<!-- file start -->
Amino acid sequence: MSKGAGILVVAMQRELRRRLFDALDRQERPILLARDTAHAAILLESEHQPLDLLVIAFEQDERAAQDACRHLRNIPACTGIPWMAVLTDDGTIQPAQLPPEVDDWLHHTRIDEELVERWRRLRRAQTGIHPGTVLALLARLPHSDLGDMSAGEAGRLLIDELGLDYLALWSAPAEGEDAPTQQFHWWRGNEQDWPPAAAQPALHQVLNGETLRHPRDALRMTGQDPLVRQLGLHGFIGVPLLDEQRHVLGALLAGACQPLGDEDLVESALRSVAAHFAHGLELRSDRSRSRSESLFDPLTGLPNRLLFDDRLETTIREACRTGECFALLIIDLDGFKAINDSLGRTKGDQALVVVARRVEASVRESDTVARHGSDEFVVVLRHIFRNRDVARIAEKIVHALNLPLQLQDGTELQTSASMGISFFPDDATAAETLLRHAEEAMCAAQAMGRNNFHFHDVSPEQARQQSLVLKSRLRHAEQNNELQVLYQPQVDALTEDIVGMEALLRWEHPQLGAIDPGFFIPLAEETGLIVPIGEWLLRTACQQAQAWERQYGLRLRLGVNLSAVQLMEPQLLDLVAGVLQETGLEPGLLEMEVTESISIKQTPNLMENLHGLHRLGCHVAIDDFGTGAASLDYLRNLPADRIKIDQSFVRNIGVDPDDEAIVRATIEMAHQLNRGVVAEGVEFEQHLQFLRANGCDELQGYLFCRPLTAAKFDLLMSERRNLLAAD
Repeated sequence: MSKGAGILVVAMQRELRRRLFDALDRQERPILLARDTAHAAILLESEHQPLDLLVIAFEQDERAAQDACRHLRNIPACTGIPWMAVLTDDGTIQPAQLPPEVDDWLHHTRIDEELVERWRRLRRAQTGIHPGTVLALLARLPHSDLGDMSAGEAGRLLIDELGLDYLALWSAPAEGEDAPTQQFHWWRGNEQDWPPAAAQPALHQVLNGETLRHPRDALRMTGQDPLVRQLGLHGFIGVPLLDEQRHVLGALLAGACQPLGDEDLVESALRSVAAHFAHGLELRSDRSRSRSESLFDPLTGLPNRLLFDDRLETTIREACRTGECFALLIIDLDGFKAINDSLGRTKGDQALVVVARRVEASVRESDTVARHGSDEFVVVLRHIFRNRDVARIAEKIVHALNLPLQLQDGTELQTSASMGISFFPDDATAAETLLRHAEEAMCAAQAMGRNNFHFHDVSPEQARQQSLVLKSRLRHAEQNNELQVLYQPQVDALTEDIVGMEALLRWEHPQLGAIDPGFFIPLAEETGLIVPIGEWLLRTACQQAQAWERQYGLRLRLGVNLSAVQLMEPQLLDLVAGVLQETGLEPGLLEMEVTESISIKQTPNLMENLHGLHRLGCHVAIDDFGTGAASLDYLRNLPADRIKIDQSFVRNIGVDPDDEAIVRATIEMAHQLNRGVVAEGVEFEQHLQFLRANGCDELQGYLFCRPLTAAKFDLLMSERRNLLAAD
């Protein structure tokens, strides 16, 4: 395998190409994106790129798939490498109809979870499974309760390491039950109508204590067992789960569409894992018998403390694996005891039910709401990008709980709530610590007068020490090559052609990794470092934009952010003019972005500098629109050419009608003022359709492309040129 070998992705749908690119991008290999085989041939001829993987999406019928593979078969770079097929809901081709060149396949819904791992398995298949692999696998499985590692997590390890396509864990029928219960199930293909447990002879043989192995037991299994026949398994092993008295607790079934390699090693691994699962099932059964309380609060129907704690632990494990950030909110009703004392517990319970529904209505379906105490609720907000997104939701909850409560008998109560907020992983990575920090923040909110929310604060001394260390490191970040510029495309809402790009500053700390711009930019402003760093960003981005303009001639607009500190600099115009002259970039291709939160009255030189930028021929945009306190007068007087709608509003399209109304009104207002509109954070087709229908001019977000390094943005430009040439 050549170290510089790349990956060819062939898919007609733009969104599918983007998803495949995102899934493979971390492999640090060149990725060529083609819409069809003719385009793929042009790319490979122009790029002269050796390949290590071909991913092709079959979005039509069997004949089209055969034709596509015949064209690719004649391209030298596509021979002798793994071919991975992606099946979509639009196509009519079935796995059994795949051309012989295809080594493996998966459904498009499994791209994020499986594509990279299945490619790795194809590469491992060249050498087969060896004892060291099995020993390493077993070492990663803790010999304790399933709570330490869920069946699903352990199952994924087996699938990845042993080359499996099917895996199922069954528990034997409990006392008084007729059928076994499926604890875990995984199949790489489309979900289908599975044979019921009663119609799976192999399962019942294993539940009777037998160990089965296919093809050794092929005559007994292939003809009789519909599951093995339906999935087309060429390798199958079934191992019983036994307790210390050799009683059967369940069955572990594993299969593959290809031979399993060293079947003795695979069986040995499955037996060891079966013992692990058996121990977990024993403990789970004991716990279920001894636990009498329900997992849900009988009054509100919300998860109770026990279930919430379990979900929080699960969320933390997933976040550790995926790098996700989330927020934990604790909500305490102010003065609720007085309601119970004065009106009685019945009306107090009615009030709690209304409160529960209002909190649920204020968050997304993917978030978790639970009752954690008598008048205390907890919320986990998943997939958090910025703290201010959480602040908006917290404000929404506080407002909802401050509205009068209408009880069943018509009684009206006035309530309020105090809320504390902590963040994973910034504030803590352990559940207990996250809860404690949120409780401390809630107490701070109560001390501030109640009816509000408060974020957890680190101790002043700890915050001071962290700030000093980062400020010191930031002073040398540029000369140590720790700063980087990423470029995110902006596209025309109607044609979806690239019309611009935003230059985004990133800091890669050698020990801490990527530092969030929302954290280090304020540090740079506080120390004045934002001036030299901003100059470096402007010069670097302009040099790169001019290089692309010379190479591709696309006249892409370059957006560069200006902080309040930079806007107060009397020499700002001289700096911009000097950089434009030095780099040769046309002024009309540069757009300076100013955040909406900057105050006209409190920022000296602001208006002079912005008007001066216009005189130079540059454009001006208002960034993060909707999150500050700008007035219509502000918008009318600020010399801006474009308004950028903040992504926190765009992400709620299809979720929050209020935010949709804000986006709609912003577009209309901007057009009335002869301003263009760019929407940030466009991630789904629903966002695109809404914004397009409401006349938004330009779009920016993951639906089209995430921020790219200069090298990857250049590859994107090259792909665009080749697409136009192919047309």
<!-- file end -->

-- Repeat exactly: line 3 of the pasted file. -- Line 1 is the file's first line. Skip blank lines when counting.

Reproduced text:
């Protein structure tokens, strides 16, 4: 395998190409994106790129798939490498109809979870499974309760390491039950109508204590067992789960569409894992018998403390694996005891039910709401990008709980709530610590007068020490090559052609990794470092934009952010003019972005500098629109050419009608003022359709492309040129 070998992705749908690119991008290999085989041939001829993987999406019928593979078969770079097929809901081709060149396949819904791992398995298949692999696998499985590692997590390890396509864990029928219960199930293909447990002879043989192995037991299994026949398994092993008295607790079934390699090693691994699962099932059964309380609060129907704690632990494990950030909110009703004392517990319970529904209505379906105490609720907000997104939701909850409560008998109560907020992983990575920090923040909110929310604060001394260390490191970040510029495309809402790009500053700390711009930019402003760093960003981005303009001639607009500190600099115009002259970039291709939160009255030189930028021929945009306190007068007087709608509003399209109304009104207002509109954070087709229908001019977000390094943005430009040439 050549170290510089790349990956060819062939898919007609733009969104599918983007998803495949995102899934493979971390492999640090060149990725060529083609819409069809003719385009793929042009790319490979122009790029002269050796390949290590071909991913092709079959979005039509069997004949089209055969034709596509015949064209690719004649391209030298596509021979002798793994071919991975992606099946979509639009196509009519079935796995059994795949051309012989295809080594493996998966459904498009499994791209994020499986594509990279299945490619790795194809590469491992060249050498087969060896004892060291099995020993390493077993070492990663803790010999304790399933709570330490869920069946699903352990199952994924087996699938990845042993080359499996099917895996199922069954528990034997409990006392008084007729059928076994499926604890875990995984199949790489489309979900289908599975044979019921009663119609799976192999399962019942294993539940009777037998160990089965296919093809050794092929005559007994292939003809009789519909599951093995339906999935087309060429390798199958079934191992019983036994307790210390050799009683059967369940069955572990594993299969593959290809031979399993060293079947003795695979069986040995499955037996060891079966013992692990058996121990977990024993403990789970004991716990279920001894636990009498329900997992849900009988009054509100919300998860109770026990279930919430379990979900929080699960969320933390997933976040550790995926790098996700989330927020934990604790909500305490102010003065609720007085309601119970004065009106009685019945009306107090009615009030709690209304409160529960209002909190649920204020968050997304993917978030978790639970009752954690008598008048205390907890919320986990998943997939958090910025703290201010959480602040908006917290404000929404506080407002909802401050509205009068209408009880069943018509009684009206006035309530309020105090809320504390902590963040994973910034504030803590352990559940207990996250809860404690949120409780401390809630107490701070109560001390501030109640009816509000408060974020957890680190101790002043700890915050001071962290700030000093980062400020010191930031002073040398540029000369140590720790700063980087990423470029995110902006596209025309109607044609979806690239019309611009935003230059985004990133800091890669050698020990801490990527530092969030929302954290280090304020540090740079506080120390004045934002001036030299901003100059470096402007010069670097302009040099790169001019290089692309010379190479591709696309006249892409370059957006560069200006902080309040930079806007107060009397020499700002001289700096911009000097950089434009030095780099040769046309002024009309540069757009300076100013955040909406900057105050006209409190920022000296602001208006002079912005008007001066216009005189130079540059454009001006208002960034993060909707999150500050700008007035219509502000918008009318600020010399801006474009308004950028903040992504926190765009992400709620299809979720929050209020935010949709804000986006709609912003577009209309901007057009009335002869301003263009760019929407940030466009991630789904629903966002695109809404914004397009409401006349938004330009779009920016993951639906089209995430921020790219200069090298990857250049590859994107090259792909665009080749697409136009192919047309």